Sunday, April 5, 2020

Straight Lines

And when your body has become still,
reach out with your heart.
Know that we are connected
in ways that are terrifying and beautiful.
(You could hardly deny it now.)
Know that our lives
are in one another’s hands.
(Surely, that has come clear.)
Do not reach out your hands.
Reach out your heart.
Reach out your words.
Reach out all the tendrils
of compassion that move, invisibly,
where we cannot touch.
   –Lynn Ungar 3/11/20
My dad died a couple of weeks ago, on March 18th.

I wondered to myself about whether or not I would talk about it, whether I should share what was happening in my personal and most private parts of my heart. I worried about whether or not I should share my pain in writing for all, including my mother, to see.

The thing is: I don't really know what else to do.

He was struggling with his health for a long time, and the struggle became intense for all of us over the last few months. We hoped he would improve, but it became more and more apparent that the uphill battle was becoming a wall instead. And that was hard.

I flew home to be with him and my family the night before. People were already afraid, wearing masks and staying away from each other. I wasn't able to see him that night, as I'd arrived too late in the evening. The next day was a long, long day, with tiny glimpses of hope that diminished as quickly as they appeared. We took turns sitting with him, wearing full gowns and masks and face shields and gloves. I held his hand every moment I was with him. And when he went, we were all there with him, telling him that it was alright to rest, that we would be ok, that he was ok. We prayed together until he was gone.

For the record: he didn't have Covid-19. It was the flu. The flu kills the weak and vulnerable. It always has.

Then we did what my family always does: we carried on with the duties that needed to be performed. We arranged a small funeral for our nearest friends and relatives. We wrote eulogies and epitaphs. We did paperwork and filled in applications and went to the bank and sat on hold on the phone. I found the speech he read at our wedding in the inside pocket of the suit he brought for him. We went to the cemetery and put his ashes in a niche. We prayed together, talked together, and then went home.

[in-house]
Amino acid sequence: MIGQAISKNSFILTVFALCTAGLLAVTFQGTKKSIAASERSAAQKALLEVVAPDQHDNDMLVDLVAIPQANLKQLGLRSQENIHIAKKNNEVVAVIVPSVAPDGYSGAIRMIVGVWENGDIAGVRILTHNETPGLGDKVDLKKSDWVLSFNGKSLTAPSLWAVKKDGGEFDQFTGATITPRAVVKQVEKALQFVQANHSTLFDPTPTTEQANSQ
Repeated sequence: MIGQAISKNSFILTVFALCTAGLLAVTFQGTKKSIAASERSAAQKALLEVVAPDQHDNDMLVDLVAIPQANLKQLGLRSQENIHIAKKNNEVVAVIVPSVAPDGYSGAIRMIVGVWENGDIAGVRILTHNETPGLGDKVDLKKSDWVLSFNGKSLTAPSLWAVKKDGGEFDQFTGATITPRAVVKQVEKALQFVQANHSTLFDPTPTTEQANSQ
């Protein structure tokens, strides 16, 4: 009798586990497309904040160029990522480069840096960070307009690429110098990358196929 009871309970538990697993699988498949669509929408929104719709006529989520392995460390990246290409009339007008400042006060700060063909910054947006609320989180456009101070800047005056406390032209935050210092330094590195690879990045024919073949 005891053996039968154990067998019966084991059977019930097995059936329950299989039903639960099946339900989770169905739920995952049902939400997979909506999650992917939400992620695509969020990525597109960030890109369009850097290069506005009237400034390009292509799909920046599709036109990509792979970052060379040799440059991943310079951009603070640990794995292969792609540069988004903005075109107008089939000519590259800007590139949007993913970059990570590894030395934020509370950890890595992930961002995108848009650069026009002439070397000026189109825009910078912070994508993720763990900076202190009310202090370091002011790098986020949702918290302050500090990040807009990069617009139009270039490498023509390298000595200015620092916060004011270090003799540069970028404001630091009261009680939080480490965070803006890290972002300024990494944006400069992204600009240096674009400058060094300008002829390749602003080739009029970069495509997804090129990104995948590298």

We stayed together, watched tv together, ate together. We remembered stories and memories and talked about them. We went for walks when the weather permitted, staying well away from others.

And now I am back in my own home after sitting in near-empty airports and near-empty planes with a mask on my face. The neighbourhood is quiet. There are no children outside. My work is closed right now. And I don't know what happens now. I don't know how to express grief when everyone around me is already overwhelmed. The whole entire world changed and now I'm supposed to figure out how to live in it.

I sat down and made a list of things to do and wrote out a schedule for myself. "Get up. Get some exercise. Take a shower. Get dressed. Do some work." Because those are the things you do when you're living.

And yeah, I've been knitting... easy, straight lines of garter stitch in simple intarsia blocks.  It is simple and predictable. I don't know what this thing is, except I think it's nearly done:

And I suppose that could be said about everything right now: I don't know what any of this is, but sometime it will be finished. And I guess we'll see how it all turns out.

I hope you are all ok. Onwards we go.


yarnkettle said...

I have now wanted to intrude on your grief. Just know that I have been thinking of you and your family this whole time. I am happy you were able to be there. And happy to know you are safe at home. Please take all the time to grieve. All our love to you.

Su said...

I have no words, sorry. Just know that you did all that you could. Do whatever it takes to get through these next few weeks.
Lots of love

Casey said...

I am so sorry for your loss, but happy you were able to be there, and with the rest of your family. Stay safe and well, and honestly, if you don't feel like doing the "schedule" things, don't. It can all wait. (That's what I found, anyway.) Hugs from afar and hang in there.

Marsha said...

I am so sorry to read this. I am glad to know that your family was together with your dad in those final moments. Figuring out a path through the grief is never easy, but you will find a way eventually. Take your time and take care of yourself.

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